WS2008: Windows Error Reporting

Day Five … only twenty-two more days to go till Launch Day.  On the menu today – Windows Error Reporting.

Starting with Windows Server 2008 and Windows Vista SP1, Windows Error Reporting (WER) can be configured to collect full user-mode dump files and store them locally after a user-mode application crashes.  By default, this feature is not enabled – an administrator needs to turn it on by modifying the registry values in HKLM\Software\Microsoft\Windows\Windows Error Reporting\LocalDumps:

Value Description Type Default Value
DumpFolder Path to store the dump file REG_EXPAND_SZ %LOCALAPPDATA%\CrashDumps
DumpCount Maximum number of dump files to store in the folder REG_DWORD 10
DumpType Type of dump to create (see the table below for the different dump types) REG_DWORD 1
CustomDumpFlags Custom dump options to be used.  This value is used when DumpType=0 REG_DWORD MiniDumpWithDataSegs

As indicated above, you can get very granular with the type of dump file to create.  The table below shows the different dump types that you can specify for the DumpType DWORD value.  Each dump type represents 1 bit of the 32-bit DWORD value.  If you want to specify multiple dump types, you would need to set the corresponding bit in the DWORD value:

Value Name Value Description
MiniDumpNormal 0x00000000 Include only the information necessary to capture stack traces for all existing threads in a process
MiniDumpWithDataSegs 0x00000001 Include the data sections from all loaded modules.  This results in the inclusion of global variables which can make the minidump significantly larger
MiniDumpWithFullMemory 0x00000002 Include all accessible memory in the process.  This can result in a very large file
MiniDumpWithHandleData 0x00000004 Include high-level information about the OS handles that are active when the minidump is created
MiniDumpFilterMemory 0x00000008 Stack and backing store memory written to the  minidump file should be filtered to remove all but the pointer values necessary to reconstruct a stack trace.  Typically this removes any private information
MiniDumpScanMemory 0x00000010 Stack and backing store memory is scanned for pointer references to modules in the module list
MiniDumpWithUnloadedModules 0x00000020 Include information from the list of modules that were recently unloaded
MiniDumpWithIndirectlyReferencedMemory 0x00000040 Include pages with data referenced by locals or other stack memory.  This option can increase the size of the minidump significantly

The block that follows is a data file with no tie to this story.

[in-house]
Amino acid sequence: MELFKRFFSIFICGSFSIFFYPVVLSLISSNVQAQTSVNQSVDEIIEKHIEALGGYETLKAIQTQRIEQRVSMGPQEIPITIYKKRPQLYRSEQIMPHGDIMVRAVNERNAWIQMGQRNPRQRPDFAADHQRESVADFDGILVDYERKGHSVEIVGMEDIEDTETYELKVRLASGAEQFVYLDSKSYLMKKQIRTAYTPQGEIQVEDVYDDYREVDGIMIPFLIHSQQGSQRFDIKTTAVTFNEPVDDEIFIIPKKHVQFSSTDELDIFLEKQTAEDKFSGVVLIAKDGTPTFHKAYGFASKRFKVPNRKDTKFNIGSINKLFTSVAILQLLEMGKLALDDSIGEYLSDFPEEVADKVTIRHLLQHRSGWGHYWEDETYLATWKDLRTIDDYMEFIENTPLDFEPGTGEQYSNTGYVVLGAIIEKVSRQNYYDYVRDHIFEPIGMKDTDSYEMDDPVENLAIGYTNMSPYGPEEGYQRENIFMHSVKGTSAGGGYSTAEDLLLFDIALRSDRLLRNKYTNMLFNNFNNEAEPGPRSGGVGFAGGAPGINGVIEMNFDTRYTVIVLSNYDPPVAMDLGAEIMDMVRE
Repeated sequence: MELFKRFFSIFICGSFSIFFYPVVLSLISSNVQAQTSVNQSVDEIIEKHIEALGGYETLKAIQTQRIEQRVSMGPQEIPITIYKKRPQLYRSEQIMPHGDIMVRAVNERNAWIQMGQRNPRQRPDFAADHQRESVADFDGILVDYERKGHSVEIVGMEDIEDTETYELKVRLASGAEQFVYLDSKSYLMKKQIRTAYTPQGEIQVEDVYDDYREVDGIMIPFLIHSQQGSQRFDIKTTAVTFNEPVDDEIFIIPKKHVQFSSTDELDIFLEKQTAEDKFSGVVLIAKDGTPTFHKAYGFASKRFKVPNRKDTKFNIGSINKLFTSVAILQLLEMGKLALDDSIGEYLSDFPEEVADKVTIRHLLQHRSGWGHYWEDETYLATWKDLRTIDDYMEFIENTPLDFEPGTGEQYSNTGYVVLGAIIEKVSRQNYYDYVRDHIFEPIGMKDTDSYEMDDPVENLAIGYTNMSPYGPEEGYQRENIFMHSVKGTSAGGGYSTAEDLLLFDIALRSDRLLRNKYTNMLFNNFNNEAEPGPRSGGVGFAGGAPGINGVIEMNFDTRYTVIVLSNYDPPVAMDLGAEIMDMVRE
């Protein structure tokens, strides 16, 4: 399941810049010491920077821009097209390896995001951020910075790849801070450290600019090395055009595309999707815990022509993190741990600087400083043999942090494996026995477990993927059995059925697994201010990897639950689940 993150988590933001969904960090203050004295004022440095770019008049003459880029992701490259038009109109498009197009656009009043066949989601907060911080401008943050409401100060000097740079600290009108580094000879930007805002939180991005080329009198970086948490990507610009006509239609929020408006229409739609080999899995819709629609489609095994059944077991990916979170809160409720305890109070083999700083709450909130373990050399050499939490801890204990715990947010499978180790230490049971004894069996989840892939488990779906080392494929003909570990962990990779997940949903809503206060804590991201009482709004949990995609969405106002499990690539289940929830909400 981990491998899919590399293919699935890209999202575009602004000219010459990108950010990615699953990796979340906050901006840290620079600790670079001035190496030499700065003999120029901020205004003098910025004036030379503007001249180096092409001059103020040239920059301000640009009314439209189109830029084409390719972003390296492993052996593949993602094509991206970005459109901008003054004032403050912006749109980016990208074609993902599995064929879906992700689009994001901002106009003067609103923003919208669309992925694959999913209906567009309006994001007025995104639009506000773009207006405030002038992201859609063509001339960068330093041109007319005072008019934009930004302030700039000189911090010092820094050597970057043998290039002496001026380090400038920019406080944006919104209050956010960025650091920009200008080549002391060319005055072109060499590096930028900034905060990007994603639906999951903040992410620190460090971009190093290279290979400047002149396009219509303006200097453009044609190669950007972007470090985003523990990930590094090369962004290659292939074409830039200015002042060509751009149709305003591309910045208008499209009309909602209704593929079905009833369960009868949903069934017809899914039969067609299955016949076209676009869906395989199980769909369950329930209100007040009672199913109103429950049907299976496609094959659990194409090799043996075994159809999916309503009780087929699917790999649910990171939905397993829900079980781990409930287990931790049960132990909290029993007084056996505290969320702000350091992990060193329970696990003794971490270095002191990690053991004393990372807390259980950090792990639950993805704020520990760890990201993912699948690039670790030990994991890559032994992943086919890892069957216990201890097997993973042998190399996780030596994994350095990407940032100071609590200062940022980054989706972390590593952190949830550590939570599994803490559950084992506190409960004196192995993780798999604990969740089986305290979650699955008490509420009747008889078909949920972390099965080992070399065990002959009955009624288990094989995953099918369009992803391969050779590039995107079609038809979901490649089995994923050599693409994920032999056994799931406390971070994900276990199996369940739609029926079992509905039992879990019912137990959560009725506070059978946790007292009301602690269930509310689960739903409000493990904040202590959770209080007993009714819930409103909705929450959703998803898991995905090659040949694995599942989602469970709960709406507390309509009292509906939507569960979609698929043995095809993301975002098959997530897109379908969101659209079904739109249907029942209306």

MiniDumpFilterModulePaths 0x00000080 Filter module paths for information such as user names or important directories.  This option may prevent the system from locating the image file and should be used only in specific situations
MiniDumpWithProcessThreadData 0x00000100 Include complete per-process and per-thread information from the operating system
MiniDumpWithPrivateReadWriteMemory 0x00000200 Scan the virtual address space for other types of memory to be included
MiniDumpWithoutOptionalData 0x00000400 Reduce the data that is dumped by eliminating the memory regions that are not essential to meet criteria specified for the dump.  This can avoid dumping memory that may contain private data that is private to the user.  However, it is not a guarantee that no private information will be present
MiniDumpWithFullMemoryInfo 0x00000800 Include memory region information
MiniDumpWithThreadInfo 0x00001000 Include thread state information
MiniDumpWithCodeSegs 0x00002000 Include all code and code-related sections from loaded modules to capture executable content

The values discussed above are global dump settings.  However, you can also configure these options on a per-process basis.  The per-process settings will override the global settings.  To create a specific dump configuration on a per-process basis, create a new subkey under the LocalDumps key using the application name as the key value.  So if you wanted to set up a dump configuration for Notepad, the key name would be Notepad.exe.  Add the desired values from the table(s) above to this key.  After an application crashes, the crash reporting is handled as it was in previous releases.  Prior to application termination, the system checks the registry settings to determine whether a local dump is to be collected.  After the dump collection has completed, the application terminates normally.  If the application supports recovery via the Restart Manager mechanism, then the dump is collected before the recovery callback is called.

One last point to note.  These dumps are configured and controlled independently of the rest of the WER infrastructure.  You can make use of the local dump collection process even if WER is disabled.  The local dumps are collected even if WER reporting is canceled at any point – and, the local dumps may be different than the dump that WER uploads to Microsoft.

That’s a wrap for Day Five.  Tomorrow we’ll talk about the Dynamic Link Library Loader and Address Space Load Randomization (ASLR).  Until next time …

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CC Hameed

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